Traveling by plane has its benefits. However, long-distance plane travel is also notorious for being inconvenient and uncomfortable. After spending hours in a confined space, many people find themselves completely exhausted upon arrival at their destination. If you’ve ever flown long-distance or traveled from one time zone to another, there’s a good chance you also won’t feel your best the next day. In most cases, it’s safe to assume that you’re experiencing jet lag.
Although jet lag can be frustrating, it doesn’t have to ruin your trip. On the contrary, knowing the symptoms, causes, and ways of reducing jet lag can make your travels more pleasant and less disruptive to your sleep schedule.
What is Jet Lag?
Jet lag is a common yet short-lived sleep problem that occurs when a person travels across more than two time zones. This abrupt shift in time causes a misalignment of your body’s internal clock, which results in those pesky feelings of grogginess, irritability, and fatigue. Jet lag can affect anyone, regardless of health, fitness, age, or how often a person flies.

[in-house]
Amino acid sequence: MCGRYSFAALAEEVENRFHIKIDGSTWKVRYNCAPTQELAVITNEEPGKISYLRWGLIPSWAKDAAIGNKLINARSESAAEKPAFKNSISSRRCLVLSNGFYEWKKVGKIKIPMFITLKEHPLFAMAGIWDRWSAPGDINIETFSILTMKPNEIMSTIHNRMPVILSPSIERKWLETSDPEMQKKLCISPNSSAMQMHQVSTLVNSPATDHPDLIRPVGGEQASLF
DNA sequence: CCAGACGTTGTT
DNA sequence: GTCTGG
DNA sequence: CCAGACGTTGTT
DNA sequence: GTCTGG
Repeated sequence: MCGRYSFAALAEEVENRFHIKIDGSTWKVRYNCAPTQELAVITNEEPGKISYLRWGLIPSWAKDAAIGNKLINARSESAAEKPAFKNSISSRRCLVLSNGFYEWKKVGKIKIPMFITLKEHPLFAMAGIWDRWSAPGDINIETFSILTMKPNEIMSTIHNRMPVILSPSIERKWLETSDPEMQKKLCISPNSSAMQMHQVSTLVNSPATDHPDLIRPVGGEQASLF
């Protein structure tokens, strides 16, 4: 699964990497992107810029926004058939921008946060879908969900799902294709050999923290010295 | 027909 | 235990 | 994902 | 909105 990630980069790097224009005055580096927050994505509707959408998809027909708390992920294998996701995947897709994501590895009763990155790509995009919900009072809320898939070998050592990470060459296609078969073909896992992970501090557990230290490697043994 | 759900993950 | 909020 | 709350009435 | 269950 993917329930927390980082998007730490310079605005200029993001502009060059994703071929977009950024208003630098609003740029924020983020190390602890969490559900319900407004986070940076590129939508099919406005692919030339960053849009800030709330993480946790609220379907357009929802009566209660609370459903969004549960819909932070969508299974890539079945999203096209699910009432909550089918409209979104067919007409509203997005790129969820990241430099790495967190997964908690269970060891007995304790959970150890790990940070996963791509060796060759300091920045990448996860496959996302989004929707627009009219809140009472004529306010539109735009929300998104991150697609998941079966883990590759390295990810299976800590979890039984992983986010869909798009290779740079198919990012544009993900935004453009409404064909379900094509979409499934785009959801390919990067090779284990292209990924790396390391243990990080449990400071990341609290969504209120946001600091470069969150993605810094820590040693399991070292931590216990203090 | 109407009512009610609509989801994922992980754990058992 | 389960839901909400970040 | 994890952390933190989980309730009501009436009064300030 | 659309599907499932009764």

Jet Lag’s Effects on the Body
The severity of jet lag depends on how many time zones a person crosses and in which direction they travel. Interestingly, the effects of jet lag tend to be more significant when traveling east rather than west, while symptoms are typically most severe the day after arriving at a destination.
Jet lag can be frustrating, but luckily, its bothersome symptoms don’t usually last more than a few days after a flight. The most common symptoms of jet lag include:
- Difficulty falling asleep or sleep deprivation
- Feeling tired or disoriented
- Daytime fatigue
- Poor sleep quality
- Difficulty waking up in the morning
- Mild nausea or gastrointestinal discomfort
- Difficulty focusing
- Impaired physical and mental function
How to Prevent or Reduce Jet Lag
There is no cure for jet lag, but you can reduce the symptoms. To read more about the ways jet lag can be handled, click through to read our next blog post: How to Avoid Jet Lag
If you must take a nap upon arrival at your destination, limit it to no longer than 20 minutes. This is especially true for sleep apnea sufferers.
Related Post: Will Napping Help Sleep Apnea Patients
How We Can Help
If you’re suffering from sleep apnea, you may experience more intense symptoms of jet lag. At Advanced Homecare, our team of sleep specialists is committed to providing the best sleep apnea supplies and guidance to help you sleep well – even during long-distance travel. Contact us today to learn more about our innovative products and services.